The recording time is limited in the present embodiment by the exposure time of the camera, i.e., the duration of the opening of the shutter. The illumination time of the light source exceeds the exposure time at least in so far as it will not have any influence on the resulting movement blur. If the movement blur limited by the exposure time still exceeds the amount admissible for the further analysis, a focused image can be obtained mathematically according to suitable methods described below.

The calculation of a focused image from a movement blur with a simple difference method is illustrated in FIG. 3. It can be used if a sufficiently large edge portion of the first image of a series of images has a well defined, known signal value. Such a well defined signal value can be, for example, zero for an edge portion where there is no illumination and which does not image a reflecting object.

FIG. 3 shows three object points A, B and C. The detector elements of one line of the sensor are numbered consecutively with numbers 1 to 15. They are indicated in the lowest line in FIG. 1. Obviously, typical commercially available sensors have many more detector elements in one line, such as, for example, 512 or 1024 detector elements. The smaller number was chosen in the present illustrated embodiment only to provide a better understanding.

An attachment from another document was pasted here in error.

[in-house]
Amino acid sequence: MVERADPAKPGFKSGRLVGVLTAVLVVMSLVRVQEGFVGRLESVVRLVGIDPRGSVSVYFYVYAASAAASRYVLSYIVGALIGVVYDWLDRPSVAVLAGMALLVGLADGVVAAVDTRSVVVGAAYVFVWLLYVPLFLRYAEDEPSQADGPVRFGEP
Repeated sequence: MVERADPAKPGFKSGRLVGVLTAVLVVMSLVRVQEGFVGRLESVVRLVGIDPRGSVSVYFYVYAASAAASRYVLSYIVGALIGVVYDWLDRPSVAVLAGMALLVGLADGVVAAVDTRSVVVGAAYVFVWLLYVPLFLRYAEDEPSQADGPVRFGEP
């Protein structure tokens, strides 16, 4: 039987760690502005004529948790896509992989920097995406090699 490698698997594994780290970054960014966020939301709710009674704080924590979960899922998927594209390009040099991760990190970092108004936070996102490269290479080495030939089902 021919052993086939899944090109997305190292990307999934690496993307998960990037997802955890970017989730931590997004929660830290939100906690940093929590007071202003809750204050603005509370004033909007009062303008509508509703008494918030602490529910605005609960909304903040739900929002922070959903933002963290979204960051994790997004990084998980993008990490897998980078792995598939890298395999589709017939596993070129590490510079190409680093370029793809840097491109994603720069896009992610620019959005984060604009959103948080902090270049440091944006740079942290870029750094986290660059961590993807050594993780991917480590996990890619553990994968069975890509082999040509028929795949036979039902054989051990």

Each point on the object has a certain brightness value. If the point is detected with a detector element a signal is generated by the detector element. The signal depends on the brightness value of the object. Additionally, the signal is influenced by further factors. In the present case by the relative movement between camera and object.

In the example shown in FIG. 3 the object moves five detector elements relative to the sensor of the camera during the exposure time. In this case the light reflected from object point A in FIG. 3 is distributed over five detector elements numbered 5 to 9 while the light reflected from object point B is distributed over the five detector elements numbered 6 to 10. The light reflected from object point C is distributed over the five detector elements numbered 7 to 11, and so on.

It can be seen from FIG. 3 that re-calculation can be effected by simple difference methods if it is ensured that detector elements 1 to 5, for example, are always without any signal, hence zero, respectively, some dark noise level of the sensor. For instance, in the example of FIG. 3 the signal is smeared over 5 detector elements. In a proportional manner the object signal value S of an object element n equals the term S=s(n−2)−[s(n−3)+s(n−4)+s(n−5)+s(n−6)], where s(x) is the signal value of the sensor detector element number x. Therefore, in the example of FIG. 3, the object value of object element B corresponding to object element no. 8 equals the s(6)−[s(5)+s(4)+s(3)+s(2)]=12−[5+0+0+0]=7.